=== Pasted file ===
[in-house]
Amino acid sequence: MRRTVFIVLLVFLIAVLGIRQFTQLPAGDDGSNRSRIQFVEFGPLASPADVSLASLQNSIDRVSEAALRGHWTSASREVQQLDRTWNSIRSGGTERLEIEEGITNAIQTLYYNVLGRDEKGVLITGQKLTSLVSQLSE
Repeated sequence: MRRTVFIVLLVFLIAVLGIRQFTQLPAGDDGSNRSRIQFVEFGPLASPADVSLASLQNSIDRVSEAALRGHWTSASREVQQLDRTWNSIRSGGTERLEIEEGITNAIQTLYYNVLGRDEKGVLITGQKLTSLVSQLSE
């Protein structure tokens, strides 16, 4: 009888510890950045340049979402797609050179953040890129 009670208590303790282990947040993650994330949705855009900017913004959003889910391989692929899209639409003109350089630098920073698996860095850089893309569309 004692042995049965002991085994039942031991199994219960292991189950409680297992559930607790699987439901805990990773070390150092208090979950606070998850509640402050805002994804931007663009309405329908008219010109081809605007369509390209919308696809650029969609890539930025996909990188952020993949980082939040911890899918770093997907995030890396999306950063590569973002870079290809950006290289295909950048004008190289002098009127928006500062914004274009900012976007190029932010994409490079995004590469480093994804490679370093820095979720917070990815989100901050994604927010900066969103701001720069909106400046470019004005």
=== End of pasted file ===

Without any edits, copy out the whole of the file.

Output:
[in-house]
Amino acid sequence: MRRTVFIVLLVFLIAVLGIRQFTQLPAGDDGSNRSRIQFVEFGPLASPADVSLASLQNSIDRVSEAALRGHWTSASREVQQLDRTWNSIRSGGTERLEIEEGITNAIQTLYYNVLGRDEKGVLITGQKLTSLVSQLSE
Repeated sequence: MRRTVFIVLLVFLIAVLGIRQFTQLPAGDDGSNRSRIQFVEFGPLASPADVSLASLQNSIDRVSEAALRGHWTSASREVQQLDRTWNSIRSGGTERLEIEEGITNAIQTLYYNVLGRDEKGVLITGQKLTSLVSQLSE
């Protein structure tokens, strides 16, 4: 009888510890950045340049979402797609050179953040890129 009670208590303790282990947040993650994330949705855009900017913004959003889910391989692929899209639409003109350089630098920073698996860095850089893309569309 004692042995049965002991085994039942031991199994219960292991189950409680297992559930607790699987439901805990990773070390150092208090979950606070998850509640402050805002994804931007663009309405329908008219010109081809605007369509390209919308696809650029969609890539930025996909990188952020993949980082939040911890899918770093997907995030890396999306950063590569973002870079290809950006290289295909950048004008190289002098009127928006500062914004274009900012976007190029932010994409490079995004590469480093994804490679370093820095979720917070990815989100901050994604927010900066969103701001720069909106400046470019004005």